Nobody has been more critical of the Facebook IPO than Knight Capital CEO Tom Joyce.
But in a live interview on CNBC's Fast Money Halftime Report he expressed hopes that Facebook hasn't freaked out retail investors.
“We got punched in the nose. A lot of us did,” he said referring to the losses resulting from mishandled trades on the stock's first day of trading. However he added the Facebook debacle should not keep anybody out of the market.
“The retail investor is obviously disappointed – forget about short-term disappointment, focus on the long-term and you’ll be rewarded."
In fact, Joyce seems worried that Facebook will keep some investors in bonds, and if that happens, in the long run Joyce thinks they’ll be sorry.
“It’s time to avoid the bubble that seems to be forming in the fixed income markets,” he said. “I don’t know when it bursts – but I think we’re in shouting distance of when rates go up. There are great companies available at great prices – put money to work in equity markets, now."
Not in the Ballpark
As we mentioned above, Joyce has been very critical of Nasdaq and the way the exchange has handled the Facebook IPO.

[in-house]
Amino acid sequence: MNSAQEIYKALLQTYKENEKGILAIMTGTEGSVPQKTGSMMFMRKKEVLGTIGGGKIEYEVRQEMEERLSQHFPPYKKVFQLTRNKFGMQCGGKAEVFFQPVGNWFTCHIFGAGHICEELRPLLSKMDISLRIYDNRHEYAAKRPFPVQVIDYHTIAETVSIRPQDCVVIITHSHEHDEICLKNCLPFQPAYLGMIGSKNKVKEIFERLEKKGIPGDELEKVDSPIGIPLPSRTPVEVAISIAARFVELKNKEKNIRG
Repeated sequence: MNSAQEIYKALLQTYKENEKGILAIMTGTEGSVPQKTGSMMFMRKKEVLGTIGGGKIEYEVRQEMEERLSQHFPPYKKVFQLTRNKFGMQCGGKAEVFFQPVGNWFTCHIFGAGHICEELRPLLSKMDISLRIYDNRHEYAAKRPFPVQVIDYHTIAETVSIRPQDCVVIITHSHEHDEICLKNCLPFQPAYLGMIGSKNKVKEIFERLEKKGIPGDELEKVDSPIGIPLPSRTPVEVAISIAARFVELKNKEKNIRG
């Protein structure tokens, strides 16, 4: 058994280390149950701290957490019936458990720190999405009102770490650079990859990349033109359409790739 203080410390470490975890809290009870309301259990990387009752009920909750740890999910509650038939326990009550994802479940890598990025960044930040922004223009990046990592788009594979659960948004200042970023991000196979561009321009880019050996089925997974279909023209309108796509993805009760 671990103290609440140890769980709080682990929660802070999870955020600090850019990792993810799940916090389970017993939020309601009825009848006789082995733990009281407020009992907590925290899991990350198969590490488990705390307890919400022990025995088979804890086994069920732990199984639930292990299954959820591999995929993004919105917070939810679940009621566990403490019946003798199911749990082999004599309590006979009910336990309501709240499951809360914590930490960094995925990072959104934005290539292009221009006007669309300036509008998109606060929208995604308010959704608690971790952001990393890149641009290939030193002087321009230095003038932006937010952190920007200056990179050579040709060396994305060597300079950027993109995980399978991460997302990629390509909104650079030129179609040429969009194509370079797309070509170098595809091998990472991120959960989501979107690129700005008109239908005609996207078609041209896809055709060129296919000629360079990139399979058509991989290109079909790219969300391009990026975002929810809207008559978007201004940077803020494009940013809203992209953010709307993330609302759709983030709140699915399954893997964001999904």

On CNBC’s Squawk Box he called it, “arguably worst performance by an exchange on an IPO ever.”
And on Thursday’s Halftime, he again voiced his dissatisfaction, this time taking aim at CEO Bob Greifeld’s planned "one-time" payoutof about $40 million to compensate financial firms that suffered losses from mishandled trades.
“They’re not even in the ball park with what they’re proposing,” Joyce tells us. “The number I came up with – that the Street has come up with - is well over $100 million. “
And Joyce tells us although he doesn’t want to go to court, it’s not out of the question.
“We will pursue any and all avenues at our disposal to come up with a solution.”
Posted by CNBC's Lee Brodie
Got something to to say? Send us an e-mail at email@example.com and your comment might be posted on the Rapid Recap. If you'd prefer to make a comment, but not have it published on our Web site, send those e-mails to firstname.lastname@example.org.
Trader disclosure: On June 7, 2012, the following stocks and commodities mentioned or intended to be mentioned on CNBC’s "Fast Money" were owned by the "Fast Money" traders; Stephen Weiss is long MSFT; Stephen Weiss is long JOYG; Stephen Weiss is long QCOM; Stephen Weiss is long AIG; Stephen Weiss is long CMI; Stephen Weiss is long JCP; Brian Kelly is long USG CALLS; Josh Brown is long LULU
CNBC.com with wires.